20 Sectorization of Social Security Funds

Abstract

To shed light on the merits of classifying social security funds separately or together with other parts of government, this paper examines several key characteristics of social security operations, drawing primarily on data in the Fund's Government Finance Statistics Yearbook (GFS Yearbook) and the U.S. Social Security Administration's Social Security Programs Around the World1 and on papers appearing in the International Social Security Review.2 The question of the appropriate classification of social security funds arises from differences between the United Nations' A System of National Accounts (SNA) and the IMF's Manual on Government Finance Statistics (GFSM). Although both data systems consider social security funds to be a part of general government and include social security schemes that are not separately organized as funds within the level of government at which they operate, the SNA treats social security funds as a separate subsector of government, and the GFS includes them in the level (subsector) of government at which they operate. Thus, the GFS calls for the inclusion of statistics for all national social security schemes with data for central government and the inclusion of data relating to all separate schemes operating at regional or local government levels with the statistics for regional or local governments, respectively. Social security funds, as distinguished from other social security schemes, are defined in the SNA (page 237) as “schemes imposed, controlled or financed by the public authorities for purposes of providing social security benefits for the community, or large sections of the community, which are separately organized from the other activities of the public authorities and hold their assets and liabilities separately from them.” The SNA's treatment of social security funds as a separate subsector, therefore, turns on their separate organization, separate finances, and, by implication, their relative independence as a decision-making center.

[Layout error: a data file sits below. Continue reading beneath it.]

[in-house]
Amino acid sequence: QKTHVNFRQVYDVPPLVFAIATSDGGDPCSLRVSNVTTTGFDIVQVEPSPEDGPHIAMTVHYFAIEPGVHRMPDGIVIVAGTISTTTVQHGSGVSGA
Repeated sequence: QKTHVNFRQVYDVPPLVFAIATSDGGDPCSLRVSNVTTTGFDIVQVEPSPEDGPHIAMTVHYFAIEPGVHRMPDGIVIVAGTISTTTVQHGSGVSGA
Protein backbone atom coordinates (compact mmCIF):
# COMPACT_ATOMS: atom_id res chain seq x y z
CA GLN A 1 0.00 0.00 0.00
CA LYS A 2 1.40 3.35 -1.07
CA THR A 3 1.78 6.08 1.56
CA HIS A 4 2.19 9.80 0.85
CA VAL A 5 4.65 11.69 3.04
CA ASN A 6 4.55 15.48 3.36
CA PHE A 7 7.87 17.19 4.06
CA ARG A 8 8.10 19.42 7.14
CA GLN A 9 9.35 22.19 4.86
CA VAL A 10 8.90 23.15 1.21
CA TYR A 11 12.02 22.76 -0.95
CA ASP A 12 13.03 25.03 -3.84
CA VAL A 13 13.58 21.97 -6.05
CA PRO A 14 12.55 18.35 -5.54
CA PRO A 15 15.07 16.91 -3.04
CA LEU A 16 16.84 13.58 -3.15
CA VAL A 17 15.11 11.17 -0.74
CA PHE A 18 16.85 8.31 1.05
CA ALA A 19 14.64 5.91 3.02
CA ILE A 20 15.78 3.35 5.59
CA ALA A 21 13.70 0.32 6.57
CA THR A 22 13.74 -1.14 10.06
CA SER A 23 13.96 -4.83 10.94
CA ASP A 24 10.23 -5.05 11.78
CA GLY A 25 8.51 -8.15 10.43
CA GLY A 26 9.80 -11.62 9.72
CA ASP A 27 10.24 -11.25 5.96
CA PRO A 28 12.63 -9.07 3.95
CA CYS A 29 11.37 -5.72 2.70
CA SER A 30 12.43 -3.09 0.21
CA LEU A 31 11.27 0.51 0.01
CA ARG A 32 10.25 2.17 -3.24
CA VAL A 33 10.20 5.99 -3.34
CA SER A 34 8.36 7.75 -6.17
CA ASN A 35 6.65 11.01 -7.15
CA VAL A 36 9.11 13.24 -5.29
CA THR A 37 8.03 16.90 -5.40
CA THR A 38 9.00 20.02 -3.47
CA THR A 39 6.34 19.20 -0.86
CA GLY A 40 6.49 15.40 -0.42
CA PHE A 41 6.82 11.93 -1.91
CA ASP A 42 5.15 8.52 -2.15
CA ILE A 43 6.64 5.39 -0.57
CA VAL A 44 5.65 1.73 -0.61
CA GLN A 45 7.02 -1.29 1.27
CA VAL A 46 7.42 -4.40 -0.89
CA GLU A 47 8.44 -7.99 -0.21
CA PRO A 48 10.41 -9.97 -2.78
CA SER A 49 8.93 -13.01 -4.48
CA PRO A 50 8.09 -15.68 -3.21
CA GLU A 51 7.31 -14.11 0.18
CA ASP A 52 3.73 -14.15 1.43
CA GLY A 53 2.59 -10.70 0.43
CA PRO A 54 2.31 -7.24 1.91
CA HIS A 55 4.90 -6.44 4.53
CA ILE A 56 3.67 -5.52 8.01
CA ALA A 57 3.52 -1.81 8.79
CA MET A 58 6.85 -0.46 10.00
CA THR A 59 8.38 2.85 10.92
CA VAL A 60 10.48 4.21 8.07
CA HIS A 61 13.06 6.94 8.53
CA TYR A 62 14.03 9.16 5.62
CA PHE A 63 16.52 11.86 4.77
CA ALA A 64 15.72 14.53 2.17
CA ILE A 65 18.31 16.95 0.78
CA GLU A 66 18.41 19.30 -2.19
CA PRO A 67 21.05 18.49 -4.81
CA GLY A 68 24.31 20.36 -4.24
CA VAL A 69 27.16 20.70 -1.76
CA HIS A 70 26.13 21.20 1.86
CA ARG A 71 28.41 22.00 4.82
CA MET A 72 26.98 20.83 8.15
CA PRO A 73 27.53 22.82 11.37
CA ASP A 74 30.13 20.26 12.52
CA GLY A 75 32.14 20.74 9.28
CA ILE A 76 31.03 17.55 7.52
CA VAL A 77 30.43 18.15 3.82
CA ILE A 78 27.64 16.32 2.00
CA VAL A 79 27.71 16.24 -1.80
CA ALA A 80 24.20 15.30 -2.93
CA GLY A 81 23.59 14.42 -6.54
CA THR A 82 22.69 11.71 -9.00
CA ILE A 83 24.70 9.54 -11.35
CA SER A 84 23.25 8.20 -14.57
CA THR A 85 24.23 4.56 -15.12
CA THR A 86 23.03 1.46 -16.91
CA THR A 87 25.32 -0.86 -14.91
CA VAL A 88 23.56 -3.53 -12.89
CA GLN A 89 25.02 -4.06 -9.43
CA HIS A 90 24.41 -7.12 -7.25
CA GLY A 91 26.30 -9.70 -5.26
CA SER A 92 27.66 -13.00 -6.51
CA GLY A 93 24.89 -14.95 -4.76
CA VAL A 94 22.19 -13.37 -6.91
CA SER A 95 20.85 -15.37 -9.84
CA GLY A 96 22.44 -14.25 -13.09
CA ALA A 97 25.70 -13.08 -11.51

Author: Vicente Galbis